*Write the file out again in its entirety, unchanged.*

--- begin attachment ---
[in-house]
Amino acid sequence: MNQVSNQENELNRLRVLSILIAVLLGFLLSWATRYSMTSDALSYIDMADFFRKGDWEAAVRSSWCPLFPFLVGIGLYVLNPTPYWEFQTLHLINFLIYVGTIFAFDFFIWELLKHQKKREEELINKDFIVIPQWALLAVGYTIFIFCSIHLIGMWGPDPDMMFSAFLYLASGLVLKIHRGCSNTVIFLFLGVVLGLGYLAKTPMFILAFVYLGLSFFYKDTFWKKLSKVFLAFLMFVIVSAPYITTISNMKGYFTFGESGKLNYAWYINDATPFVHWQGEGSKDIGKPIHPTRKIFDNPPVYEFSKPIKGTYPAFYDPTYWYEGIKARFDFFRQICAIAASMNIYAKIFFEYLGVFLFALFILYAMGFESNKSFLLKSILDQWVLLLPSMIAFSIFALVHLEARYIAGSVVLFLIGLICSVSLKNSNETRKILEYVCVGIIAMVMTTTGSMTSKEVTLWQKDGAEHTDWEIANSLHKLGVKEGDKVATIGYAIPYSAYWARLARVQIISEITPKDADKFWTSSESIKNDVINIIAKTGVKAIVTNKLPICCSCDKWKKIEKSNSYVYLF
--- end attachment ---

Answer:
[in-house]
Amino acid sequence: MNQVSNQENELNRLRVLSILIAVLLGFLLSWATRYSMTSDALSYIDMADFFRKGDWEAAVRSSWCPLFPFLVGIGLYVLNPTPYWEFQTLHLINFLIYVGTIFAFDFFIWELLKHQKKREEELINKDFIVIPQWALLAVGYTIFIFCSIHLIGMWGPDPDMMFSAFLYLASGLVLKIHRGCSNTVIFLFLGVVLGLGYLAKTPMFILAFVYLGLSFFYKDTFWKKLSKVFLAFLMFVIVSAPYITTISNMKGYFTFGESGKLNYAWYINDATPFVHWQGEGSKDIGKPIHPTRKIFDNPPVYEFSKPIKGTYPAFYDPTYWYEGIKARFDFFRQICAIAASMNIYAKIFFEYLGVFLFALFILYAMGFESNKSFLLKSILDQWVLLLPSMIAFSIFALVHLEARYIAGSVVLFLIGLICSVSLKNSNETRKILEYVCVGIIAMVMTTTGSMTSKEVTLWQKDGAEHTDWEIANSLHKLGVKEGDKVATIGYAIPYSAYWARLARVQIISEITPKDADKFWTSSESIKNDVINIIAKTGVKAIVTNKLPICCSCDKWKKIEKSNSYVYLF